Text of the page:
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Typical Tennis Injuries And How To Avoid Them

Sports medicine practitioners have seen their fair share of tennis-based injuries.  Such athletes are susceptible to types of damage that may not be as common in other sports.  Prompted by the ongoing US Open Tennis Championships currently taking place in New York, a new report takes a look at some of the typical injuries players have to deal with and how the threat can be reduced.  The advice hails from the United States Tennis Association’s chief medical officer, who is also an orthopaedic surgeon at Mount Sinai.

Many injuries occur due to the simple fact that athletes are asked to conduct the same actions and movements again and again and again.  This can lead to overuse and all attendant risks overuse creates.

Tendinitis is perhaps one of the most common overuse injuries that a tennis player will face.  With such an injury, players will begin to feel pain because the tendons that allow for a wide range of movement in a person’s arms will begin to swell up.  Tennis players are susceptible to the injury in the form of tennis elbow since they’re asking these tendons to move rapidly and repeatedly.  This pain can radiate beyond the elbow.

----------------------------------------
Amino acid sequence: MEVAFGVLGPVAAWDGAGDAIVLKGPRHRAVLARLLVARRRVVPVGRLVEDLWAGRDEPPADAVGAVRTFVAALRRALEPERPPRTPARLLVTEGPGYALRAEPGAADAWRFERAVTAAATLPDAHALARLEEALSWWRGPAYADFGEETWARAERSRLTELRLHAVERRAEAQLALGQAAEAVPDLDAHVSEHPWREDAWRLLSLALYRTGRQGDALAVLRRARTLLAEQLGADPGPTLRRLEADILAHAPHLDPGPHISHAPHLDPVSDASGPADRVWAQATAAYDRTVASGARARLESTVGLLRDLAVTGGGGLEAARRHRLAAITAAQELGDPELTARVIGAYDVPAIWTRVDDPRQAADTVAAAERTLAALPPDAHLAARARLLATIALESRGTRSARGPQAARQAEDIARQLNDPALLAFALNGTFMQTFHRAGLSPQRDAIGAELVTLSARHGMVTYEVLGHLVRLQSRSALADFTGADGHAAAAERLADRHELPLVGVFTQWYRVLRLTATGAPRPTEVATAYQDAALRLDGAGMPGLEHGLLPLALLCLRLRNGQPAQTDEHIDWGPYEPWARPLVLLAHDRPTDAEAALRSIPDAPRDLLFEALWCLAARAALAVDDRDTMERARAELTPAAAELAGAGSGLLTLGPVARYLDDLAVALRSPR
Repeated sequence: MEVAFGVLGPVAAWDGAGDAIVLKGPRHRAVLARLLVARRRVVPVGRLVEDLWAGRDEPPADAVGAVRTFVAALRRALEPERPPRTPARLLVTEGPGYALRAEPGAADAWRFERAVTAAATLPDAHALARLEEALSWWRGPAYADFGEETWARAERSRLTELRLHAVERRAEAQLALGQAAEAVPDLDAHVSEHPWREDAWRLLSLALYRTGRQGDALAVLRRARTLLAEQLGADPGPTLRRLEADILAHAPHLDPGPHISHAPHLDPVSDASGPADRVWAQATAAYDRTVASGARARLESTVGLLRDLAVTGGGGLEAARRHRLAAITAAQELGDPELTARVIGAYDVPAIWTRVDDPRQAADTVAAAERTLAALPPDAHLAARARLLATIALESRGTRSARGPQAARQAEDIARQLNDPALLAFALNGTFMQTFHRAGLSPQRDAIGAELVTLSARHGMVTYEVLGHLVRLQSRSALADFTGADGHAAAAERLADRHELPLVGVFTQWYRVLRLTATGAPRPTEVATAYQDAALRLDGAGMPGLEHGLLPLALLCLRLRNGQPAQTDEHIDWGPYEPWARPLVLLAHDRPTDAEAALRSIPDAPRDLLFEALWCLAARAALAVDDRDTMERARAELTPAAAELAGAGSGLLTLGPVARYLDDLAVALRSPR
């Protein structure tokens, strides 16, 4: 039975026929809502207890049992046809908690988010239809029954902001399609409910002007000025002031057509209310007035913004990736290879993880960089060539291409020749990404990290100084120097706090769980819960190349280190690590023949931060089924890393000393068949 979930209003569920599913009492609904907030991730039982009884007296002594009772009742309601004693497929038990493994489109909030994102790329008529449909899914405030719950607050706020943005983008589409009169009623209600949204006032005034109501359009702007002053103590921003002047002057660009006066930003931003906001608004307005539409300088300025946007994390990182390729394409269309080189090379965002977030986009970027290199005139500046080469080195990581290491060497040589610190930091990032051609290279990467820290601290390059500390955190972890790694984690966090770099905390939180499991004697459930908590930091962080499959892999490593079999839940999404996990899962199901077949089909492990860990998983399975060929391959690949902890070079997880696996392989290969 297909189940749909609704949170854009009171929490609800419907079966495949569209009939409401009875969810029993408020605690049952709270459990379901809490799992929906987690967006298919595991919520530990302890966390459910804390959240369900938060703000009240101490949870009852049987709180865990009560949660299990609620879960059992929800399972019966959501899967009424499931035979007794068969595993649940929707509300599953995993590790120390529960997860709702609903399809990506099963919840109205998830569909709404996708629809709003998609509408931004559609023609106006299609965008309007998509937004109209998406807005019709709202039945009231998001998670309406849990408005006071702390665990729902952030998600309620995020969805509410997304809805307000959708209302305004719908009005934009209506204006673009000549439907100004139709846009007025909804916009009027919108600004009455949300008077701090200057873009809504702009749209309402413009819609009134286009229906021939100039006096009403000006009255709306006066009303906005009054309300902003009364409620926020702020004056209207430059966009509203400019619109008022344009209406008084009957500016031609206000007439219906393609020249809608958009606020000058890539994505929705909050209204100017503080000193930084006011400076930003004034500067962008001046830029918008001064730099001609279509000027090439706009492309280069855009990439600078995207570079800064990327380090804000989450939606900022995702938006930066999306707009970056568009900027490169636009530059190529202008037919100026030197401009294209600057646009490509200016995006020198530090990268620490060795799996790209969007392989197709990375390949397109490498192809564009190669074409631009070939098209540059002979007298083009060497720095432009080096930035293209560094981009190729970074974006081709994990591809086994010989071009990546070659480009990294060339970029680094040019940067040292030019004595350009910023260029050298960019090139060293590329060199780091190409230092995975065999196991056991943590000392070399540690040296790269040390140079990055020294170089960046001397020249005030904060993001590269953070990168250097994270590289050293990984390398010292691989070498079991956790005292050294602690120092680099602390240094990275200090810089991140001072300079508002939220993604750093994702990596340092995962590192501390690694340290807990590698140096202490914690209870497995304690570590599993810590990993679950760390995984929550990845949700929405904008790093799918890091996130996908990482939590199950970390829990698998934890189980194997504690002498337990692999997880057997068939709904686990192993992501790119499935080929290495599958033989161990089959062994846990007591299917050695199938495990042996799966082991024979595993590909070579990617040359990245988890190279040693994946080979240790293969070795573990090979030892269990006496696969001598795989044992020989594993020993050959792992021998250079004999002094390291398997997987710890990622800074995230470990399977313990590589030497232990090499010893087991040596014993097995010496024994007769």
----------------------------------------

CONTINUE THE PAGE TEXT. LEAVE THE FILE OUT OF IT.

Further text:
If a player get his or her technique down pat, they’ll be far less likely to incur tennis elbow.  They may also reduce their risk by minimizing how many times they swing their arms during practice or a match.  If pain begins to emanate, rest is needed.  A trainer can be sought by those who experience pain and want to know how they might alter their movements to reduce the sensation.  A physical trainer might, for instance, help you perfect a two handed backhand that allows both arms to share the burden equally rather than one being forced to cope with all of the stress created.

The gear that you use can also play a factor in injury mitigation.  It’s definitely possible that too large or small of a racquet or one that doesn’t afford a comfortable grip could put your more at risk for tendinitis.  It’s also possible that the strings on the racquet don’t provide the right amount of spring.  You should ask a coach or trainer what they would recommend in terms of a racquet.

Of course, tendinitis can also come in to play on a tennis player’s lower body.  An injury like patellar tendinitis is common due to the simple fact that athletes are required by the very nature of the sport to jump regularly and twist their lower bodies to suddenly alter their direction.  Stretching and rest are key to preventing this and other types of lower body injuries.


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